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I had a 93 Pathfinder. Mine was a 5 spd manual. Pretty good vehicle except it was under powered and didn't have any cupholders. An real 4X4 built on a truck frame, not one of your pretend SUV's. More like the Xterra than the Pathfinders they build now.

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I think a lot of it has to do with how car-savvy you are. I'm not at all, so I wouldn't be able to pick out a good vehicle that had a lot of KM's on it. If I could I definitely would, I'm sure there's some amazing bargains out there for a little work to put in like Kimmy says.

I bought my car used 6 years ago for 10k. I could now sell it for about 4-5k. No major work beyond routine stuff like tires and brake pads/rotors. Looking at that now that's like 1k per year in depreciation, so maybe next time I'll get something older/more miles. But then again, getting something only a few years old at the time and low KM's, I saved on gas efficiency, had new safety features, newer convenience features, the interior was very clean, and the car didn't look like an old beater haha.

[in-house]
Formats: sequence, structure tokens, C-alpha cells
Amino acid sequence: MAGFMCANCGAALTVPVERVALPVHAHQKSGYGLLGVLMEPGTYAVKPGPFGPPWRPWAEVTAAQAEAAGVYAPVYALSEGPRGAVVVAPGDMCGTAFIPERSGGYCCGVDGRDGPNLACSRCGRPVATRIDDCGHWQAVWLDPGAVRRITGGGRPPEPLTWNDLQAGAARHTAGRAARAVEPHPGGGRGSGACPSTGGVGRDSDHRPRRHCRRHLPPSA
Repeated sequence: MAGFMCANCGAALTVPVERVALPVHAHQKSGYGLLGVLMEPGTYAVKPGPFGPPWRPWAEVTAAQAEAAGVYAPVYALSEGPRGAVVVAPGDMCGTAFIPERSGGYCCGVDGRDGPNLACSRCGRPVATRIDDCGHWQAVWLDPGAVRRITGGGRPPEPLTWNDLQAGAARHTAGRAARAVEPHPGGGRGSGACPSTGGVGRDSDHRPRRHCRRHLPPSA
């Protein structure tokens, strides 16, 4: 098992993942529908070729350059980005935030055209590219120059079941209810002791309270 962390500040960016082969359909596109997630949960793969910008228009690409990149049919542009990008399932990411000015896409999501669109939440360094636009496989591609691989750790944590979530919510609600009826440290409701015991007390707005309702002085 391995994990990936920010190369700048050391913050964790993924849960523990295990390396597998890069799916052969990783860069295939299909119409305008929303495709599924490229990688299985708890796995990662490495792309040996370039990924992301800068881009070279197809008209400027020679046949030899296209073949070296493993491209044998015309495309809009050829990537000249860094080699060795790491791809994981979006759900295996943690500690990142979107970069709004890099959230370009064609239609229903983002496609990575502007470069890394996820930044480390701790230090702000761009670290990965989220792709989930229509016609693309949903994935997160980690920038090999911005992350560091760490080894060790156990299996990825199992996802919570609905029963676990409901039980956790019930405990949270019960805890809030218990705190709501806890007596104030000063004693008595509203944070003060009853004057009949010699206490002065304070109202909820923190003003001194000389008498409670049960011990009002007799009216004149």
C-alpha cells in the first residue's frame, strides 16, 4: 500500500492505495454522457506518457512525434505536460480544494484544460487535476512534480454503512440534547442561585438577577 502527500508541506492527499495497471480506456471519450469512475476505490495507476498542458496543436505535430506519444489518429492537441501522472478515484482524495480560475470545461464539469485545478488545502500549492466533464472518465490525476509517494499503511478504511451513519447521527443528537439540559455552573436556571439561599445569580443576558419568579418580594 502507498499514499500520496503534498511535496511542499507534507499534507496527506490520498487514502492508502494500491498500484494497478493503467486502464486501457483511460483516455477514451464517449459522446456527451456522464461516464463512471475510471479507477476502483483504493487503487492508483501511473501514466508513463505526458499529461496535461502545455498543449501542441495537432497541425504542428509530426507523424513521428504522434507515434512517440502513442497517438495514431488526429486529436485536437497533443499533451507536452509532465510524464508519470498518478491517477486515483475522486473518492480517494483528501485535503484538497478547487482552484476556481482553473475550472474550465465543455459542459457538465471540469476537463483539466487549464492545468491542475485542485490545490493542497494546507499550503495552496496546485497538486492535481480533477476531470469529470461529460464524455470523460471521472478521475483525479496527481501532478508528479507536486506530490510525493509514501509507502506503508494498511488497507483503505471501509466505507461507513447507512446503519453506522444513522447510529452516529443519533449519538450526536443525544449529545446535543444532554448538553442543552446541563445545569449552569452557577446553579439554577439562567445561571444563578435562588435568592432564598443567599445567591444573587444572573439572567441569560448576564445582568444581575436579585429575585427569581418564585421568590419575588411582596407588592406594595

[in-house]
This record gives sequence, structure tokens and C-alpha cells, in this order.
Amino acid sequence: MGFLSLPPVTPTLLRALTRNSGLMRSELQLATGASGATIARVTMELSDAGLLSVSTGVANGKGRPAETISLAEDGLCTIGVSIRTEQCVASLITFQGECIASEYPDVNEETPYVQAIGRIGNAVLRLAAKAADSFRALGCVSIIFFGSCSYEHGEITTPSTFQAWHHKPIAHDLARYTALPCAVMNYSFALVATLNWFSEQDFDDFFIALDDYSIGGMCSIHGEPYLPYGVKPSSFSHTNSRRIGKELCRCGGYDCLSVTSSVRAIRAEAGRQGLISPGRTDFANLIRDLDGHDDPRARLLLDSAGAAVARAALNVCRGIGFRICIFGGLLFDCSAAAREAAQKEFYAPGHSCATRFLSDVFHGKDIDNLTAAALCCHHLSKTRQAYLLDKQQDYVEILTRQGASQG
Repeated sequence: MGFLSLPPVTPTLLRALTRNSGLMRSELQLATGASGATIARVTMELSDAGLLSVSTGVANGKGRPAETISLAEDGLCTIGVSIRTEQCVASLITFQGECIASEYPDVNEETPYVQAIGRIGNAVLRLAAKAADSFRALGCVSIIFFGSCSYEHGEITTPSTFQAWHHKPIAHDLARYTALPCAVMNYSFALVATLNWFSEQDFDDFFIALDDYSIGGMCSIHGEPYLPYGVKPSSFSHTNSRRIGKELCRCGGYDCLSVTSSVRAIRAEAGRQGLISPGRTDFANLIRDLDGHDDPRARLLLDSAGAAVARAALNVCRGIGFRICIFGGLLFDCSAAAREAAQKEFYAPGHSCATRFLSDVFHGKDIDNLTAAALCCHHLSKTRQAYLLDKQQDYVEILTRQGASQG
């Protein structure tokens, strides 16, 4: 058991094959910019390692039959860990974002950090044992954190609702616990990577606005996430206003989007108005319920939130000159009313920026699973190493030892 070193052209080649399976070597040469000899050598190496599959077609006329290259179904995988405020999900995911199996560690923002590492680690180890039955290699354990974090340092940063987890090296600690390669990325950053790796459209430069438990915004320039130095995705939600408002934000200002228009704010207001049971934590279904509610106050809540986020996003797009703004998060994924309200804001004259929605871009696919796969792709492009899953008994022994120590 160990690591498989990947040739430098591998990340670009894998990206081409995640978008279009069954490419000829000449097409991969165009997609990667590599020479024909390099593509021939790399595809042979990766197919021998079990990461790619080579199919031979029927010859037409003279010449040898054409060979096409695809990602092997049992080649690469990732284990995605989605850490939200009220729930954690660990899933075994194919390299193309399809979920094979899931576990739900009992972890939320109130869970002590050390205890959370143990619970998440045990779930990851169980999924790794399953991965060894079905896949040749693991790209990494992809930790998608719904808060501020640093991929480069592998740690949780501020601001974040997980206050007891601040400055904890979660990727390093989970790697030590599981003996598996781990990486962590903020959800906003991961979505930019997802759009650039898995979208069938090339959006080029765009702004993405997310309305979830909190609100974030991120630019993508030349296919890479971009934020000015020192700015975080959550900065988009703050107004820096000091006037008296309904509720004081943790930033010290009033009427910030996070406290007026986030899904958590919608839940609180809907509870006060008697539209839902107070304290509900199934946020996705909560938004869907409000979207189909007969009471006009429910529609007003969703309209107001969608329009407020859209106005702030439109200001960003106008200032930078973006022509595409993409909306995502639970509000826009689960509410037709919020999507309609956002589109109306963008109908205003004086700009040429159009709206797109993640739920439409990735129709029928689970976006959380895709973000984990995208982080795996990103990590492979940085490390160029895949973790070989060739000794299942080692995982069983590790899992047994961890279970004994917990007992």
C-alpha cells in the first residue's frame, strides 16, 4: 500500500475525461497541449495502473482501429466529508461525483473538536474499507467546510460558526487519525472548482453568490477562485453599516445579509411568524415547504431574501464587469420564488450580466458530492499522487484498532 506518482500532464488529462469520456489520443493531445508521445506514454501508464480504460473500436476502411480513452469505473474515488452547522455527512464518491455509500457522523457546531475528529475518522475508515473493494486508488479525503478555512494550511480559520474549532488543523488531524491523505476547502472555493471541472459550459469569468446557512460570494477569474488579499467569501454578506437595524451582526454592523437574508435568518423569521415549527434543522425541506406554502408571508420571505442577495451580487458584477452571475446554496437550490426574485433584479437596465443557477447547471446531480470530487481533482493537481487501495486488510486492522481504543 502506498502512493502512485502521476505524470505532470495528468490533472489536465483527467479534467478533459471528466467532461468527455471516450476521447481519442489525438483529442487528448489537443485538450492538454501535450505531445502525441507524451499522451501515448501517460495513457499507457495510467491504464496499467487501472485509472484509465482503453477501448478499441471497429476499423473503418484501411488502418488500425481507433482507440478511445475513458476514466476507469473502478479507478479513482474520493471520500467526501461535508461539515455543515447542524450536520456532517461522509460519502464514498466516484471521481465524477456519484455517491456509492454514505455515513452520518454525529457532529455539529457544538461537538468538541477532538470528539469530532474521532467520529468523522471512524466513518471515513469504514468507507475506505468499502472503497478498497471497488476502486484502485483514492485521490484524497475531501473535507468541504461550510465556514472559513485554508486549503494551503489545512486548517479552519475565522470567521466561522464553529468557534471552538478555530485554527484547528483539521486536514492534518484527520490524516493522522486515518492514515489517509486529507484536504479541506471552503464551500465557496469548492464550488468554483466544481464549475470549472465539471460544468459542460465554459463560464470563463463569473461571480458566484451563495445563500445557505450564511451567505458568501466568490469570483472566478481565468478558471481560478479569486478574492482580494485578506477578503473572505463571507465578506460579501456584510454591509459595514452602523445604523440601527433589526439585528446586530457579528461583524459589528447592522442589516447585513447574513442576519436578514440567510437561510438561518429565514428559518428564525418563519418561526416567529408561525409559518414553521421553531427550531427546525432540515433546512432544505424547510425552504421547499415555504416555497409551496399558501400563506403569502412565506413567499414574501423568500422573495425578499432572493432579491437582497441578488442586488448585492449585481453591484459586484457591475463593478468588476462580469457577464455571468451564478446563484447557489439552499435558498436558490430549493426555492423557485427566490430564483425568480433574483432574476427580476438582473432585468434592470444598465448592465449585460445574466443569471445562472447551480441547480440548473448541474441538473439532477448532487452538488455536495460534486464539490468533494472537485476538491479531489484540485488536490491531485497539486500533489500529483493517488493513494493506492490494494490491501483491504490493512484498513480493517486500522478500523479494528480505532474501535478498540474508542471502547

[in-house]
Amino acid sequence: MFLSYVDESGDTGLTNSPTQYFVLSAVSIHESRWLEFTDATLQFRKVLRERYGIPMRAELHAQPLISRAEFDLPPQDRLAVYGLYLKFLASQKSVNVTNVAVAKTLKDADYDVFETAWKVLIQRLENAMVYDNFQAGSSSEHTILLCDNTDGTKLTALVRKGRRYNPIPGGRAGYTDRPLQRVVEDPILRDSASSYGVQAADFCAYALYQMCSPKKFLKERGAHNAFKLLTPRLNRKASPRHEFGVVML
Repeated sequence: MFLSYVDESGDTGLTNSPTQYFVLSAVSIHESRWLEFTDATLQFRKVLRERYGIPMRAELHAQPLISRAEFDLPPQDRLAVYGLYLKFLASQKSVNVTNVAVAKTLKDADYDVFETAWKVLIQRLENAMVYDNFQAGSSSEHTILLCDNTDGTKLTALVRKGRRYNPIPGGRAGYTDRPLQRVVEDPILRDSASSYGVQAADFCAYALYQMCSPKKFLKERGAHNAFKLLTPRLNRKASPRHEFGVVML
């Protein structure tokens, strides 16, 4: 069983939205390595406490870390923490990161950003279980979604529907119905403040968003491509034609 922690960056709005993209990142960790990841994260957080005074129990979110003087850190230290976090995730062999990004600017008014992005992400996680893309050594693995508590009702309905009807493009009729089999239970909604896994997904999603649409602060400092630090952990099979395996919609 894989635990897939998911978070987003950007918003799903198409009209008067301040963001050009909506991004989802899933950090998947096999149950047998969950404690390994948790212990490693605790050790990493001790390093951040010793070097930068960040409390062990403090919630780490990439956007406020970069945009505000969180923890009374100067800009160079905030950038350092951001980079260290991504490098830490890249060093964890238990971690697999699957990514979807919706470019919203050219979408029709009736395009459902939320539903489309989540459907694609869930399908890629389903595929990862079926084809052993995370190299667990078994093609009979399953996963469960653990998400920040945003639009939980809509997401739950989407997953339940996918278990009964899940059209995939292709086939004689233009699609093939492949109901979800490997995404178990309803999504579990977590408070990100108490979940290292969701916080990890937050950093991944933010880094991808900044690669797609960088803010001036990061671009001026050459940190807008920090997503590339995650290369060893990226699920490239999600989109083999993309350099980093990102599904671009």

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Im thinking about selling my truck atm, i dont really need it anymore, sold my boat, havent been hunting in couple years, thinking an easier to park, easier on gas, more fun to drive car would be a nice change, only problem is i hate every aspect of buying and selling a car. I need a cheap sell your car for you agent who is as unscrupulous as the average used car dealer.

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Im thinking about selling my truck atm, i dont really need it anymore, sold my boat, havent been hunting in couple years, thinking an easier to park, easier on gas, more fun to drive car would be a nice change, only problem is i hate every aspect of buying and selling a car. I need a cheap sell your car for you agent who is as unscrupulous as the average used car dealer.